Medieval Drama Notes for Students and Teachers

Welcome, students and teachers of Medieval Drama! I hope this
page serves as a good introduction to the theatrical genres
popular in the Medieval times - the Mystery and the Morality

Toward the end of the Middle Ages (1400-1499), the most
common form of literature in England was the mystery or
morality play. These 2 types of plays were very different in
terms of theatrical presentation, yet very similar in terms of
intent. Here’s a short summary of the characteristics common
between these two theatrical genres: 
1. both genres were intended to instruct people about religious
issues - the goal was to educate, enlighten, or evangelize 
2. both were about the same topics - human spirituality 
3. both were popular and well-attended in England during the
Middle Ages 
4. both brought literature to the masses 
5. both were sometimes written anonymously 

These common characteristics make the two genres similar.
Yet, distinct differences existed between them. This chart
makes a visual comparison of several differences:


1. produced by a group of traveling actors 
2. plays were light in tone 
3. plays provided  a humorous look at human spirituality 
4. plays were held outdoors on and around a “pageant wagon”
which was constructed to make the plays portable 
5. plays were seen by a huge audience at one time 
6. plays were part of a “cycle” of Bible stories which would be
seen one after another 
7. plays contained realistic characters and often made fun of
real people in the community 
8. plays were usually presented in conjunction with a religious
festival called the Corpus Christi 
9. plays used the common language of the people 
10. plays were spectacles of special effects and ingenious
staging with trapdoors and other visual spectacles and staging
11. plays were anachronistic (meaning that they sometimes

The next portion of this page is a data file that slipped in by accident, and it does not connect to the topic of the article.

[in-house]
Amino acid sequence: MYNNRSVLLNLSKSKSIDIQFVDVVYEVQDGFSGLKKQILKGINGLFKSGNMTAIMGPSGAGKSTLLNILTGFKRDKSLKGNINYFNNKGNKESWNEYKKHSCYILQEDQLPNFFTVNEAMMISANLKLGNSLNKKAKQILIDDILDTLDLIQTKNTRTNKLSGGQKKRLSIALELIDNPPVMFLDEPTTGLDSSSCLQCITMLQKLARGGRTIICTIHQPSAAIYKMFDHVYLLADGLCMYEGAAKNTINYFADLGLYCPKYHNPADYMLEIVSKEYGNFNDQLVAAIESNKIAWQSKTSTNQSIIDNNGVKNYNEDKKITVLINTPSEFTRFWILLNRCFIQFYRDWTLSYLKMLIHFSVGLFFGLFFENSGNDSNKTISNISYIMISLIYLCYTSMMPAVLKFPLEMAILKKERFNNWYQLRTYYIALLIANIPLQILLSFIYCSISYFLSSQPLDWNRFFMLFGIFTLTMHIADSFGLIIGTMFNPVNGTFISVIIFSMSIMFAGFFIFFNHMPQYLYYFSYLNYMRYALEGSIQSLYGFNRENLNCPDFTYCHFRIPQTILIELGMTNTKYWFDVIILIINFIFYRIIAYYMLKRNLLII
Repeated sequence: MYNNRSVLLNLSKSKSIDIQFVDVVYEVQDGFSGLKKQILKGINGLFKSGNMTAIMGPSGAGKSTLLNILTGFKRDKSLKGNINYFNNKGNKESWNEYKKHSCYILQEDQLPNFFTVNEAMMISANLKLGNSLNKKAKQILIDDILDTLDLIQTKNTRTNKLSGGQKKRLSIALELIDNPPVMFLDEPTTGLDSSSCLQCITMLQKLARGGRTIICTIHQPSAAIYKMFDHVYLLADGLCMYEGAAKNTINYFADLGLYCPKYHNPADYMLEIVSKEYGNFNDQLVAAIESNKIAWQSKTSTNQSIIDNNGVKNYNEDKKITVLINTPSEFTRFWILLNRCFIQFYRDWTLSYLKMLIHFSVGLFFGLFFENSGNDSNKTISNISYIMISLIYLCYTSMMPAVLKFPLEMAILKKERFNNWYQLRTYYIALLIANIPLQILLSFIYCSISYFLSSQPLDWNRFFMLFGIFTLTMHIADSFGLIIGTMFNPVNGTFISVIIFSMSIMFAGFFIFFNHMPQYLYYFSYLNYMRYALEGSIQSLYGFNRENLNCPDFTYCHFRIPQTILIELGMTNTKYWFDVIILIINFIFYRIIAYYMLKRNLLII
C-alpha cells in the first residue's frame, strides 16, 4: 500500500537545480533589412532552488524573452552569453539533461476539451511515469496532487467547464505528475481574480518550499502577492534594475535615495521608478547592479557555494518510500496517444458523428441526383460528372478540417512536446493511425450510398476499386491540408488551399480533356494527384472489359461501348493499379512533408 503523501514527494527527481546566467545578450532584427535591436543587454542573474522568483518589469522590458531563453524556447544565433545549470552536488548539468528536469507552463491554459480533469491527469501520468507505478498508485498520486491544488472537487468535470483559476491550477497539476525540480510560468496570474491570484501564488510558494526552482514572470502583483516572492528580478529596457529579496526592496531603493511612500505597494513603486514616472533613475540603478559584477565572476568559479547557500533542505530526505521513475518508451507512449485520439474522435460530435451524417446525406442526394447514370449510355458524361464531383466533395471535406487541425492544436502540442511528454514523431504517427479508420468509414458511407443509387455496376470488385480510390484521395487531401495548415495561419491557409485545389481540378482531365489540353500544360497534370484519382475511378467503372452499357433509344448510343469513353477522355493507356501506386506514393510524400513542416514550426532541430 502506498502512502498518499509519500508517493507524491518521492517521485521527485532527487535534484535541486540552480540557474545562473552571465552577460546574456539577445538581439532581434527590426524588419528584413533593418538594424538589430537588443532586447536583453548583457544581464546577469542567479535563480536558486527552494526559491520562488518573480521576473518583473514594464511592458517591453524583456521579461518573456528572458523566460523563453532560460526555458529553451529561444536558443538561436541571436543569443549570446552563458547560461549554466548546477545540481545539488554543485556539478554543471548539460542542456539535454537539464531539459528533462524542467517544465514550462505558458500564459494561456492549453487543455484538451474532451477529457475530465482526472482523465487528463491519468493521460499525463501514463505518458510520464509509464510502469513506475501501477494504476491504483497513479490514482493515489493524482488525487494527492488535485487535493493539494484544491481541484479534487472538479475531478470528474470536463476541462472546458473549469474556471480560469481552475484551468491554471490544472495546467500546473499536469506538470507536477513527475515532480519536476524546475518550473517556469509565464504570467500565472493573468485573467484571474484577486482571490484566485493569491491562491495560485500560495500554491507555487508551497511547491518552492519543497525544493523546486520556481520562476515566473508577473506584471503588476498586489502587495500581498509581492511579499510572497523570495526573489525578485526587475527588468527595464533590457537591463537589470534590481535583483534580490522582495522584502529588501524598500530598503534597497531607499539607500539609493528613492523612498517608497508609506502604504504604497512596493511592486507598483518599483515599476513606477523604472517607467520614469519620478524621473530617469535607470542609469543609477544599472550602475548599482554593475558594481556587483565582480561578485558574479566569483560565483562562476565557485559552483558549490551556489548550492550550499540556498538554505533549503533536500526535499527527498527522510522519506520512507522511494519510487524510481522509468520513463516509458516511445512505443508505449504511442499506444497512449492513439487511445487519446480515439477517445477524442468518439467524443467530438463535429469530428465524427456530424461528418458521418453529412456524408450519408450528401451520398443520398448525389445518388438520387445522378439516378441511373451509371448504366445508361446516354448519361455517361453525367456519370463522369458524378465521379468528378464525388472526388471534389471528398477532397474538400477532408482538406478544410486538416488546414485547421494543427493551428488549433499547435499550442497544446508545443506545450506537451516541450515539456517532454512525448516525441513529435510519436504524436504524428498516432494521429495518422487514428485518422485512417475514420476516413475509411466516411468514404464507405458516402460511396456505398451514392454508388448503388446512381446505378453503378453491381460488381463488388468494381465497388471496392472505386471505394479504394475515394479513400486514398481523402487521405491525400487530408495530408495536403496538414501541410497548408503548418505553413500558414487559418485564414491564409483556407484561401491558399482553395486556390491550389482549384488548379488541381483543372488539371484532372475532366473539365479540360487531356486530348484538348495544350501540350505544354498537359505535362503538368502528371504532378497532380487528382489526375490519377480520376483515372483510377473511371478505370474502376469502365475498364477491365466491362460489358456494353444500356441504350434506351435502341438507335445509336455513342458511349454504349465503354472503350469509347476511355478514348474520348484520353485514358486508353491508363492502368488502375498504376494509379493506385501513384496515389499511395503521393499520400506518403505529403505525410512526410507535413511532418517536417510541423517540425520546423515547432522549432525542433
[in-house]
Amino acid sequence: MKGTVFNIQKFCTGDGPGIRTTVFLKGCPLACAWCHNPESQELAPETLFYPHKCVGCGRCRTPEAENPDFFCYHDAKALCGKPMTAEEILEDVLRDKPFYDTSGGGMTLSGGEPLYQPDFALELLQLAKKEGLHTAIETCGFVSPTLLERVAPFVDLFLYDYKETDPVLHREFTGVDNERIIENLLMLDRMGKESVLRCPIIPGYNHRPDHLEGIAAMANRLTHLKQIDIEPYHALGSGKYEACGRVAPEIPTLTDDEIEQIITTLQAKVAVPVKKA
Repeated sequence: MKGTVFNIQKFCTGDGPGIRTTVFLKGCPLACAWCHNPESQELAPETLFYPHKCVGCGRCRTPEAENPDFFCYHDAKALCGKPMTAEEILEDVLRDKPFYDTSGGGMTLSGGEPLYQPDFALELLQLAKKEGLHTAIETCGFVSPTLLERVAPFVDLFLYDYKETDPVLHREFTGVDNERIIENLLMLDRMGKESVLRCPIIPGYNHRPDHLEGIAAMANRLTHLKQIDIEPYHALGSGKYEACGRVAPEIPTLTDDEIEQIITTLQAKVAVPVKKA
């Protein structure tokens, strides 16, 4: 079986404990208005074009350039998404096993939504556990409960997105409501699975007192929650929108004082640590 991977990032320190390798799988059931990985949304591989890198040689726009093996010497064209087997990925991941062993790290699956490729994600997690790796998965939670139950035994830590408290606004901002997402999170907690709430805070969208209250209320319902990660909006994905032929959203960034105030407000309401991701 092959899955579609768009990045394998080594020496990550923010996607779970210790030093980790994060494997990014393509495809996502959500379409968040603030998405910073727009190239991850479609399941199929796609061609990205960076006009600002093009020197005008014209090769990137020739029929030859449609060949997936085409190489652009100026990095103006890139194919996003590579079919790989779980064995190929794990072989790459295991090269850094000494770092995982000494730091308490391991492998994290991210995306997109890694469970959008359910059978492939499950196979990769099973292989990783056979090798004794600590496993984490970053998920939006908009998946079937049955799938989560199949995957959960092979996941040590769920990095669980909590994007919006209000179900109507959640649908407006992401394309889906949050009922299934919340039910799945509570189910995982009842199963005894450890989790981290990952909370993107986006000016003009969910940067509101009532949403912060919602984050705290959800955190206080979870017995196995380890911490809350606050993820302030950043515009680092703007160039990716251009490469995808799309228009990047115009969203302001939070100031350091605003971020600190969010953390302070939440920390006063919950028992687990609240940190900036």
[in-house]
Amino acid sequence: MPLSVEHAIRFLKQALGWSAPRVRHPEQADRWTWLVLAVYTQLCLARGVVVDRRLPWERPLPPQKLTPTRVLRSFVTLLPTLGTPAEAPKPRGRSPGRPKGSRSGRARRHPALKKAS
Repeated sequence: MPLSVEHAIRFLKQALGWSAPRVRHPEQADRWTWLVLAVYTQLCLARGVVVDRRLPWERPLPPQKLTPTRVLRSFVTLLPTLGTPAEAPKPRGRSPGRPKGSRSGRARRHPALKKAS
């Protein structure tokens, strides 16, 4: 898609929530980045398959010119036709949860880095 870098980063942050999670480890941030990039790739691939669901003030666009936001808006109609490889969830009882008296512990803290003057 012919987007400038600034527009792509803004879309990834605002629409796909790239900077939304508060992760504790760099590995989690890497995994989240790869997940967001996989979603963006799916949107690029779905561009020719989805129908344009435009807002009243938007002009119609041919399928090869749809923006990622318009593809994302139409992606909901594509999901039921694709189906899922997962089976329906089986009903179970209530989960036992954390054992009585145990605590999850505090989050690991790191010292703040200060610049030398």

presented an idea or an object which was historically out of
place - such as a local person in a Bible story (for comic effect)).
12. THE SECOND SHEPHERD’S PLAY is a famous example of a
Mystery play. It is written by someone called the Wakefield
Master who is believed to have written five plays in the Wakefield cycle.

1. produced officially by the church 
2. plays were sophisticated/serious in tone 
3. plays provided a serious look at human spirituality 
4. plays were held in the cathedral space 
5. plays were seen by a select, small audience 
6. plays were presented singularly 
7. plays utilized some “stock” characters that curiously enough
were personifications of abstract ideas such as “beauty,”
“love,” “the devil,” or “mankind;” these characters were meant
to be allegorical or symbolic in order to teach a lesson 
8. plays could be seen all year long 
9. plays used high, lofty, or poetic language 
10. cathedral setting did not allow for grand spectacles 
11. a sense of history wasn’t necessary because the plays have
a “timeless” feel 
12. EVERYMAN is a famous example of a Morality play. It is
anonymously written. 

Use what you have learned above in a puzzle. Go to the following site, download and/or print.

Learn more about Medieval Theatre by using the Medieval Theatre Trackstar found at:

Visit the Georgia Learning Connections website to find more activities,  information, and web resources for the study of Medieval Theatre - and any other educational unit for that matter!  

Feel free to email me for help!

Visit Mrs. Bishop's IBTheatreArts Class. We'd love to have you!

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